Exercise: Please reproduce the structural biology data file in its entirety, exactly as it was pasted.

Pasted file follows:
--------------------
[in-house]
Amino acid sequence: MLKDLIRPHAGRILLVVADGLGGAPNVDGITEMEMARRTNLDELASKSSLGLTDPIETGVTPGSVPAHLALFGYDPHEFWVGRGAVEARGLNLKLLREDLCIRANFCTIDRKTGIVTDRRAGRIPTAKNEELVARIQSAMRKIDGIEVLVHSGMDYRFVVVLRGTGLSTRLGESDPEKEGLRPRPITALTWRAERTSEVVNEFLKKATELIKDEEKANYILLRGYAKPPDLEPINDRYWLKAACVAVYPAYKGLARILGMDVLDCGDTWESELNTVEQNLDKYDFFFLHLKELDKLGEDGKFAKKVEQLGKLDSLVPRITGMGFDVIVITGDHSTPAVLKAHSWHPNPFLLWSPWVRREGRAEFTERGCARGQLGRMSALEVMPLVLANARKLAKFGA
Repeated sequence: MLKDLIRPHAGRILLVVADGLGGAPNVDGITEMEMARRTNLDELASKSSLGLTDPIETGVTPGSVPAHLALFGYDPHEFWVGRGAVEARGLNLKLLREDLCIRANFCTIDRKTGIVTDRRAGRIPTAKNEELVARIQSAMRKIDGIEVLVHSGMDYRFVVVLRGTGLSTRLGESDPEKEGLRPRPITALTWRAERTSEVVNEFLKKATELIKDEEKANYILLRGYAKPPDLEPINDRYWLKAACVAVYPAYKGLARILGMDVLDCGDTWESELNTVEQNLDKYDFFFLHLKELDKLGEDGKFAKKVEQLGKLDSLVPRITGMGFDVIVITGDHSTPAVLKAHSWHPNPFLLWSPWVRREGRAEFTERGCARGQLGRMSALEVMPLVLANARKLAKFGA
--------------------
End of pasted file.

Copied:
[in-house]
Amino acid sequence: MLKDLIRPHAGRILLVVADGLGGAPNVDGITEMEMARRTNLDELASKSSLGLTDPIETGVTPGSVPAHLALFGYDPHEFWVGRGAVEARGLNLKLLREDLCIRANFCTIDRKTGIVTDRRAGRIPTAKNEELVARIQSAMRKIDGIEVLVHSGMDYRFVVVLRGTGLSTRLGESDPEKEGLRPRPITALTWRAERTSEVVNEFLKKATELIKDEEKANYILLRGYAKPPDLEPINDRYWLKAACVAVYPAYKGLARILGMDVLDCGDTWESELNTVEQNLDKYDFFFLHLKELDKLGEDGKFAKKVEQLGKLDSLVPRITGMGFDVIVITGDHSTPAVLKAHSWHPNPFLLWSPWVRREGRAEFTERGCARGQLGRMSALEVMPLVLANARKLAKFGA
Repeated sequence: MLKDLIRPHAGRILLVVADGLGGAPNVDGITEMEMARRTNLDELASKSSLGLTDPIETGVTPGSVPAHLALFGYDPHEFWVGRGAVEARGLNLKLLREDLCIRANFCTIDRKTGIVTDRRAGRIPTAKNEELVARIQSAMRKIDGIEVLVHSGMDYRFVVVLRGTGLSTRLGESDPEKEGLRPRPITALTWRAERTSEVVNEFLKKATELIKDEEKANYILLRGYAKPPDLEPINDRYWLKAACVAVYPAYKGLARILGMDVLDCGDTWESELNTVEQNLDKYDFFFLHLKELDKLGEDGKFAKKVEQLGKLDSLVPRITGMGFDVIVITGDHSTPAVLKAHSWHPNPFLLWSPWVRREGRAEFTERGCARGQLGRMSALEVMPLVLANARKLAKFGA